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Cage-Free Chicken Before the Egg: Panera Bread to End Hen Confinement

ST. LOUIS -- Panera Bread on Thursday became the latest restaurant chain to announce plans to stop using eggs from cage-confined hens.

The suburban St. Louis-based chain said it will use 100 percent cage-free eggs in its U.S. restaurants by 2020. McDonald's and other chains have made similar announces in recent months.

Panera CEO and founder Ron Shaich said in a statement that the company has been working for more than a decade to reduce antibiotic use and confinement across its supply chain.

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"While there is more work to be done, we are within reach of a menu without antibiotics and unnecessary confinement," Shaich said.

Sara Burnett, Panera's director of wellness and food policy, agreed.

"We think about this as being one way we can be part of a solution to a broken food system in the United States," Burnett said. "It's something that's incredibly important to us."

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Some chains, such as Chipotle, have made animal welfare standards part of their marketing, prompting major chains to begin switching to cage-free eggs. McDonald's announced in September that it will go to cage-free eggs in the U.S. and Canada over the next decade. Subway and Starbucks have also said they will make the change, though they have not announced a timeline for the transition.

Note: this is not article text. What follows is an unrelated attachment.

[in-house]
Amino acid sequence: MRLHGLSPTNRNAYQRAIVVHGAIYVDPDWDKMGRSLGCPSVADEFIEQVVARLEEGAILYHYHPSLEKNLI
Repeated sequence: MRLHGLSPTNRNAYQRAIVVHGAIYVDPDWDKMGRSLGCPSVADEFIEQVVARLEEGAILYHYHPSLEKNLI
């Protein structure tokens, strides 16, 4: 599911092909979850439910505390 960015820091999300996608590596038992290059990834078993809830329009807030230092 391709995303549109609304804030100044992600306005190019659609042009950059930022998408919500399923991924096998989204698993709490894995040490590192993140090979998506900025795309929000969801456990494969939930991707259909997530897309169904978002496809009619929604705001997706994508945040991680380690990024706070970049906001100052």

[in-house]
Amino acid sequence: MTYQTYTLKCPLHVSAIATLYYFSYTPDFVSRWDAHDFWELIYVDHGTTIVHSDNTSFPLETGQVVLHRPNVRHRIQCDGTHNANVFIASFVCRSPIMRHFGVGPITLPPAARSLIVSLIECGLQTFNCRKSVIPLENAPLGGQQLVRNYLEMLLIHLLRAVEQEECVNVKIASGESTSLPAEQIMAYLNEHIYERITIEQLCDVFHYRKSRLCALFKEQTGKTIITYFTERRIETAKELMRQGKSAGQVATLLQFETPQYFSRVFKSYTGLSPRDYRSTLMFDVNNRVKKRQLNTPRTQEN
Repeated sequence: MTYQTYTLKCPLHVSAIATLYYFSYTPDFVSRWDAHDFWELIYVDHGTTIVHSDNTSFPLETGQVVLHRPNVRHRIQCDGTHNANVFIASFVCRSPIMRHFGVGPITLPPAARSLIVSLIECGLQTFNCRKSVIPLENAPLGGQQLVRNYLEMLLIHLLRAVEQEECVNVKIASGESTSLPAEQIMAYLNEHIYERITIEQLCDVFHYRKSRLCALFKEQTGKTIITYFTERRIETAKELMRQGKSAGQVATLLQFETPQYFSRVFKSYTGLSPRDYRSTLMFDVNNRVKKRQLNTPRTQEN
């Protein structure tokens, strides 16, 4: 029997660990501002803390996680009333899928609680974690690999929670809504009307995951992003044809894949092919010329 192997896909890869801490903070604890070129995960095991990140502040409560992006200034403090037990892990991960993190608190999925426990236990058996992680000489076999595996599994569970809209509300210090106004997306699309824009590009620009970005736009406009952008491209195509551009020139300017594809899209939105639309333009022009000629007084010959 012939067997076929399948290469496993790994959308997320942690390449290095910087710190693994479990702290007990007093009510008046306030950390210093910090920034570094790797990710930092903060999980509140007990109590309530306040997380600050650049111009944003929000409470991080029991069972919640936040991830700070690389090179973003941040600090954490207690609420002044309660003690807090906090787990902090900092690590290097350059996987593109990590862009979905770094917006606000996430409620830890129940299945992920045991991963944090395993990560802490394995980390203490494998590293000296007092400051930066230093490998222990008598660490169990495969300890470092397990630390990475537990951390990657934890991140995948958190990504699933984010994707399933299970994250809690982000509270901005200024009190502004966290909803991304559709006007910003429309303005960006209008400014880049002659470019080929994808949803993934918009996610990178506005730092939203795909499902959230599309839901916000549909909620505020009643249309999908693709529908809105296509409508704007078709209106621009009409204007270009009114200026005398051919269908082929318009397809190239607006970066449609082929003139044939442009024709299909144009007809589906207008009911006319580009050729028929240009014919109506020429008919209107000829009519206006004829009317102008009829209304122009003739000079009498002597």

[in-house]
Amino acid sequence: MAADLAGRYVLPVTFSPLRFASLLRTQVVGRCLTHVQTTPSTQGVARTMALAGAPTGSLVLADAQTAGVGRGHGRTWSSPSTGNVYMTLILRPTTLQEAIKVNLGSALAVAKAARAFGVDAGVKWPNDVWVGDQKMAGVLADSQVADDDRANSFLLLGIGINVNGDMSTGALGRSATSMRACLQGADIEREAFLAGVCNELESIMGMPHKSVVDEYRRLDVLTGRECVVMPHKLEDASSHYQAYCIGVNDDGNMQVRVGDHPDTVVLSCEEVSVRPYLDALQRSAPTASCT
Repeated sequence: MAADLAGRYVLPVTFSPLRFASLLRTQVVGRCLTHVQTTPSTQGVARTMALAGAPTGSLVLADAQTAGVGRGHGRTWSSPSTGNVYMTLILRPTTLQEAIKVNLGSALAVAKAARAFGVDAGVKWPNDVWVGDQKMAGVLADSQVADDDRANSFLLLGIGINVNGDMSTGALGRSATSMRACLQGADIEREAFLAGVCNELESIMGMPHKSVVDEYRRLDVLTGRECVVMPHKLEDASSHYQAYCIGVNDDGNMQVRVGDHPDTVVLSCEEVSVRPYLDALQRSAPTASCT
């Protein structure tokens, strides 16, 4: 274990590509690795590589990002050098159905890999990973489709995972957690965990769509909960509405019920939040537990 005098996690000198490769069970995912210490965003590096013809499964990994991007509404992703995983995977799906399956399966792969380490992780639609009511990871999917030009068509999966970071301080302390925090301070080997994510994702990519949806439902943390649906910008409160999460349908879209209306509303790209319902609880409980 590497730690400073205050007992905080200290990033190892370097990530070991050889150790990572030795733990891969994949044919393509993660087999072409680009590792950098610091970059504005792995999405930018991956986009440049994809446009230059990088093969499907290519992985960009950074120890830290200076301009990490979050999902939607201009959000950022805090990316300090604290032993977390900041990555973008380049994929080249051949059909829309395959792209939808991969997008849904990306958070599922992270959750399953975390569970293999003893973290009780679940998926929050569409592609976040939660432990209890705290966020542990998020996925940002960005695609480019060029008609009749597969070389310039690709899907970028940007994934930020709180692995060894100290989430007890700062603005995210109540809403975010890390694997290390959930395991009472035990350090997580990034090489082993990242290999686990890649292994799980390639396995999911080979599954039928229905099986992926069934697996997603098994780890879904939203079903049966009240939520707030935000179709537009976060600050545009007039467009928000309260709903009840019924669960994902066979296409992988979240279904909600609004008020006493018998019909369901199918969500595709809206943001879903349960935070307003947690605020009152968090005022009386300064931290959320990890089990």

Panera operates nearly 2,000 Panera Bread and St. Louis Bread Co. stores, all in the U.S. except for 12 in Canada.

The company said the cage-free commitment applies to shell eggs, hardboiled and liquid egg whites, as well as eggs used in sweet goods, souffles and dressings — all told, about 120 million eggs per year. Panera said it is currently at about 21 percent cage-free eggs, up from 18 percent last year.

Josh Balk, senior food policy director for the Humane Society of the United States, said in a statement that Panera "is demonstrating that social responsibility goes hand-in-hand with being a successful national restaurant brand."

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Panera has made other recent efforts to reduce confinement and use of antibiotics, Burnett said. The company uses 100 percent gestation-crate free pork. Also as of this year, all of its chicken and roasted turkey comes from animals raised without antibiotics, and 89 percent of beef cattle is now free-range, meaning the cattle can roam freely.